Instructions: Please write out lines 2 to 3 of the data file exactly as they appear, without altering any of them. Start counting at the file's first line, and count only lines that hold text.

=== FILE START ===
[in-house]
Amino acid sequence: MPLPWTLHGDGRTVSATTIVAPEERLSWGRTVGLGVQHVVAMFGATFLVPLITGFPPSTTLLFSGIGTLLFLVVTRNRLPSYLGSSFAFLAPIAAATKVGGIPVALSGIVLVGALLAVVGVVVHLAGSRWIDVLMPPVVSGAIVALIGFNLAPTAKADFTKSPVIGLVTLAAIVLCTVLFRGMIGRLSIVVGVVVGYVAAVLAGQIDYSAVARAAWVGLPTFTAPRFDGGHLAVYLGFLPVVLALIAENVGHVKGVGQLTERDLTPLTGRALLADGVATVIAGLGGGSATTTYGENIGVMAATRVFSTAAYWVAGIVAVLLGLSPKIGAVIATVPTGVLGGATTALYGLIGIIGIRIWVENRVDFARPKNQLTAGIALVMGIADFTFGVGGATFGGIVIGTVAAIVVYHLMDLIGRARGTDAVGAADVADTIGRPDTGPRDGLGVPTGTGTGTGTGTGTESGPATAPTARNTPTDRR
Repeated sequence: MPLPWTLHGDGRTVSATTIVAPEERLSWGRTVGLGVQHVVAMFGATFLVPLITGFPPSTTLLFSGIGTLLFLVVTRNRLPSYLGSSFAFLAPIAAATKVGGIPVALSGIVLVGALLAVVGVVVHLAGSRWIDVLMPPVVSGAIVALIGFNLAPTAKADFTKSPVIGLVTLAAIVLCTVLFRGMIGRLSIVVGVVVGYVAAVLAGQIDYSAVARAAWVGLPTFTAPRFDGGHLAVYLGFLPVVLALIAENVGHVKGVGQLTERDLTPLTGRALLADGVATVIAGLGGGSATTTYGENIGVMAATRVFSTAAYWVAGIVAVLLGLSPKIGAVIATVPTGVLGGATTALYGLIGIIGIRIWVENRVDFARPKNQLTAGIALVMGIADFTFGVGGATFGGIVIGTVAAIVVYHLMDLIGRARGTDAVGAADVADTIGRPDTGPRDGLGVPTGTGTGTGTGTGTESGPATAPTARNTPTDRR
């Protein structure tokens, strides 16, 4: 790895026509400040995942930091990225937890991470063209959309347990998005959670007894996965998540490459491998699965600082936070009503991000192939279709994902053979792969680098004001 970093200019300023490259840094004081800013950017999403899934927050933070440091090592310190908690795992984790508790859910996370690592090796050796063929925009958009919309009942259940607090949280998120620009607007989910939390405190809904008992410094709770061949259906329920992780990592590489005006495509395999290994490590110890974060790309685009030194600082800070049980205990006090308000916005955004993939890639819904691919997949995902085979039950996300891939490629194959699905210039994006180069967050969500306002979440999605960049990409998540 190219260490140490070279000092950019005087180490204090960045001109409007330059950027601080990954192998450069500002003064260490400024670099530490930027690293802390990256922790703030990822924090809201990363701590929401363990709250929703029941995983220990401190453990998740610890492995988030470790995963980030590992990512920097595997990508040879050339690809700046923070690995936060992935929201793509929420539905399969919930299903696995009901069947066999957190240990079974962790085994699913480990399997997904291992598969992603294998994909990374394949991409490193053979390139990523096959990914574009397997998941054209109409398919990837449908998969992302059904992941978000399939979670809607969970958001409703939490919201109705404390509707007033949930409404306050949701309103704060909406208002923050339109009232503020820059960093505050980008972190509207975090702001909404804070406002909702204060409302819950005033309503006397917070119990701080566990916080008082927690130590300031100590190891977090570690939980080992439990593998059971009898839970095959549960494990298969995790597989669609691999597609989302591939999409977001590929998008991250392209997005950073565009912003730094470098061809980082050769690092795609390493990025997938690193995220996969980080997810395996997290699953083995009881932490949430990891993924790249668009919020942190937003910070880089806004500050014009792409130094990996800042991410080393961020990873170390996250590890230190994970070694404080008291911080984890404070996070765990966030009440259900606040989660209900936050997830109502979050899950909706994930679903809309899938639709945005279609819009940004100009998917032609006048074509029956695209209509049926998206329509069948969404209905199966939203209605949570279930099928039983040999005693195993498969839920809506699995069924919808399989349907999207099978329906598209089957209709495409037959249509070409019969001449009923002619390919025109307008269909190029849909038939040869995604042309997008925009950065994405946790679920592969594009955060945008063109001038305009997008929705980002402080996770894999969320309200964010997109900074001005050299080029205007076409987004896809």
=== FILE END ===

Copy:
Amino acid sequence: MPLPWTLHGDGRTVSATTIVAPEERLSWGRTVGLGVQHVVAMFGATFLVPLITGFPPSTTLLFSGIGTLLFLVVTRNRLPSYLGSSFAFLAPIAAATKVGGIPVALSGIVLVGALLAVVGVVVHLAGSRWIDVLMPPVVSGAIVALIGFNLAPTAKADFTKSPVIGLVTLAAIVLCTVLFRGMIGRLSIVVGVVVGYVAAVLAGQIDYSAVARAAWVGLPTFTAPRFDGGHLAVYLGFLPVVLALIAENVGHVKGVGQLTERDLTPLTGRALLADGVATVIAGLGGGSATTTYGENIGVMAATRVFSTAAYWVAGIVAVLLGLSPKIGAVIATVPTGVLGGATTALYGLIGIIGIRIWVENRVDFARPKNQLTAGIALVMGIADFTFGVGGATFGGIVIGTVAAIVVYHLMDLIGRARGTDAVGAADVADTIGRPDTGPRDGLGVPTGTGTGTGTGTGTESGPATAPTARNTPTDRR
Repeated sequence: MPLPWTLHGDGRTVSATTIVAPEERLSWGRTVGLGVQHVVAMFGATFLVPLITGFPPSTTLLFSGIGTLLFLVVTRNRLPSYLGSSFAFLAPIAAATKVGGIPVALSGIVLVGALLAVVGVVVHLAGSRWIDVLMPPVVSGAIVALIGFNLAPTAKADFTKSPVIGLVTLAAIVLCTVLFRGMIGRLSIVVGVVVGYVAAVLAGQIDYSAVARAAWVGLPTFTAPRFDGGHLAVYLGFLPVVLALIAENVGHVKGVGQLTERDLTPLTGRALLADGVATVIAGLGGGSATTTYGENIGVMAATRVFSTAAYWVAGIVAVLLGLSPKIGAVIATVPTGVLGGATTALYGLIGIIGIRIWVENRVDFARPKNQLTAGIALVMGIADFTFGVGGATFGGIVIGTVAAIVVYHLMDLIGRARGTDAVGAADVADTIGRPDTGPRDGLGVPTGTGTGTGTGTGTESGPATAPTARNTPTDRR